Hola, dear readers! I’m finally returning to my “Budgeting for Freelancers” series. Today will be Part Two, in which I discuss some of our business expenses. You can find Part One here.
Paul and I share a financial goal: to sustain our lifestyle through freelance/contract work. As you might recall, we both work as STEM tutors. Paul’s been tutoring for a long time; I started in November 2013 and decided to go full time when we moved to Austin.
Being in business for yourself, as yourself, is many things. It is empowering, challenging, satisfying. In some ways it is simpler because there’s no hierarchy—it’s just us, doing our thing. In some ways it is harder because it seems like there is less security, no “guaranteed” steady paycheck. I put that in quotes because my experience in 2013 has made me roll my eyes at the assumption of a steady paycheck. It’s steady until you are called into your boss’s office on a Friday afternoon and she tells you that you are being laid off, so sorry, accounting mistake.
2013’s rollercoaster has made me a lot more resilient in the face of freelancing. No one can “fire” me from freelancing. I’m always on the market, always open for business. So it’s up to me to figure out how much I want to work and how to handle the logistics. It’s a challenge I’ve accepted, sometimes bravely, sometimes fearfully.
There’s no honest way for me to write about budgeting for freelancers without talking about our business expenses. You gotta spend money to make money. And spend money we have, in the form of equipment, marketing, and learning. Let’s talk about that now, shall we?
Paul and I decided back in the spring that we were both really interested in being able to do on-line tutoring. To do so, we needed to up our game. As of this writing, we’ve spent over a thousand dollars on the following:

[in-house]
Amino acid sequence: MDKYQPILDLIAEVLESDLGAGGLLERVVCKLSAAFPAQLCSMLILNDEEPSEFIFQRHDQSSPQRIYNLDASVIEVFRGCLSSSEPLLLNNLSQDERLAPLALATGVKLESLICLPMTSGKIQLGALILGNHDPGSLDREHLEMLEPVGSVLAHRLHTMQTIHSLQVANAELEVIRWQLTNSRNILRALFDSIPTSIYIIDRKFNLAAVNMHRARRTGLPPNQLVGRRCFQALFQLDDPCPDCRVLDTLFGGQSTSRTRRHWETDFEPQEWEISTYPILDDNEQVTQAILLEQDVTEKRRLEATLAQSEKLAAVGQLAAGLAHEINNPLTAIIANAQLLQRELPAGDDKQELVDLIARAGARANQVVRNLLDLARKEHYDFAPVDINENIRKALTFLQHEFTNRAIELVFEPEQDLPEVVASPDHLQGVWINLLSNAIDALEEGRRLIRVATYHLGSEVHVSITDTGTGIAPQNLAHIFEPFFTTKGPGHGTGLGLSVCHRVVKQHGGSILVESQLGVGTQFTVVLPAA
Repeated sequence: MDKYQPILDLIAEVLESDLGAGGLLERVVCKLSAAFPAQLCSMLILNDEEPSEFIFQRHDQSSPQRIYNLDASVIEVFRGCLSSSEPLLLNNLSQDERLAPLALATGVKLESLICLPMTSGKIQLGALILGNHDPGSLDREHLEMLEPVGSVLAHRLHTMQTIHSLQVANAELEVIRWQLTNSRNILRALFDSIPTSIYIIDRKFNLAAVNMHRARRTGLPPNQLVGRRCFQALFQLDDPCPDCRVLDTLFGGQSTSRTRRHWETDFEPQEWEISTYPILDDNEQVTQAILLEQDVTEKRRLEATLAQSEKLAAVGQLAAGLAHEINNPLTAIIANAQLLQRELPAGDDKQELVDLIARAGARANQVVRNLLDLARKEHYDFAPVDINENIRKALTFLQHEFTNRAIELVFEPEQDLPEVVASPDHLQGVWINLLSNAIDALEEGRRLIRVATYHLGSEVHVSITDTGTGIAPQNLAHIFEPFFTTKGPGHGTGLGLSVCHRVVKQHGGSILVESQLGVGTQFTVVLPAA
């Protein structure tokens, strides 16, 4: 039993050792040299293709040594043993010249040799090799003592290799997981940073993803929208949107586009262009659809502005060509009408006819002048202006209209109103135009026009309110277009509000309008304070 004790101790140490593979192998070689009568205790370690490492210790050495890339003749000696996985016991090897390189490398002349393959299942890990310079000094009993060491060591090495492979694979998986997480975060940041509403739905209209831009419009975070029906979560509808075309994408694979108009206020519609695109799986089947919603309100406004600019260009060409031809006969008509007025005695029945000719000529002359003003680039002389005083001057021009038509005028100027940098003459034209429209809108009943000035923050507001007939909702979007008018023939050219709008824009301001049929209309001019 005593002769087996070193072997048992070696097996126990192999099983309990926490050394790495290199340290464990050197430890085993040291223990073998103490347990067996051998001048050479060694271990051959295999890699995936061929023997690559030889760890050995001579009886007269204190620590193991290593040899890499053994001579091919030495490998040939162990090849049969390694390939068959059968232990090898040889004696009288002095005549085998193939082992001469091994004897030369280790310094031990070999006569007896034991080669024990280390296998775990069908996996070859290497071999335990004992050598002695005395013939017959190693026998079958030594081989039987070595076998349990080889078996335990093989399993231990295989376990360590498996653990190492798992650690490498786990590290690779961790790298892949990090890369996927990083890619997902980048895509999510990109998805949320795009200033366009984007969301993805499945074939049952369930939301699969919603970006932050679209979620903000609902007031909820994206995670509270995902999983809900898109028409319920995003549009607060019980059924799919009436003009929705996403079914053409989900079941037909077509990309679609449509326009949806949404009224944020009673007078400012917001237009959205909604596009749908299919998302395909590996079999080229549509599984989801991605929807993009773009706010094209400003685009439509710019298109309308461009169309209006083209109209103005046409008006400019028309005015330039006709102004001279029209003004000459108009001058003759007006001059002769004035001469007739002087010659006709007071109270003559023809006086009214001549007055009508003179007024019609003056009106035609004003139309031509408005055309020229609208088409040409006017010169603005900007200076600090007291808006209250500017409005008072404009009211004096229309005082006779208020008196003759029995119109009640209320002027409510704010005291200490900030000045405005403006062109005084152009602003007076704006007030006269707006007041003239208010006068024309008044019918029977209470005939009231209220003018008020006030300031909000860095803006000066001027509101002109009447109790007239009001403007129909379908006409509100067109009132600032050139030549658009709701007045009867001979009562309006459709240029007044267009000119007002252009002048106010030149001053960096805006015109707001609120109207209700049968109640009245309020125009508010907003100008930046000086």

- a new desktop computer for Paul
- two kick-ass microphones
- two digitizer tablets, which function as virtual whiteboards on which we can work problems, explain concepts visually, etc.
Also under the equipment category is my new-to-me iPhone! Paul repaired a broken one from his sister, and we activated it at the AT&T store for free. My phone bill each month is about $52, which is less than I was paying on my old plan with all the pay-per-text communication I was doing with students.
Entering a new market here in Austin, it’s essential that students know we exist and how to contact us. Here’s what we’ve been doing to make that happen.
- I bought us some on-line marketing by upgrading my profile placement on UniversityTutors.com. Cost: $179.
- My roommate Courtney and I have been putting up flyers all over town. I’ve probably spent about $20 on flyers.
- I made business cards earlier this year with moo.com! That was fun. My cards were about $22.
On a beautiful day earlier this year, Paul and I rode our bikes to lunch and Barnes & Noble, where we both bought new books. I bought The Freelancer’s Bible by Sara Horowitz and Toni Sciarra Poynter (cost: $20). We took our books to a park, where we lounged in the sunshine and read on a Friday afternoon. That last part, my friends, is the best part of being a freelancer.
The Freelancer’s Bible is an excellent read. It was helpful to me as a newbie to start thinking about how to spend my time so that I can bring in the income that I need to live. I haven’t looked at it in a few months, but I have a feeling I’ll be dusting it off in December so that I can think about how things went this semester and what I want 2015 to look like.
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In writing this series, I’ve resisted doing a lot of on-line reading. In the next few installments of this series, I’d like to offer the best-of links that I find after I let myself loose on the internet. I’ll also come back around to the topic of lifestyle and the on-going conversations we’re having about that in my house.
Thanks for reading!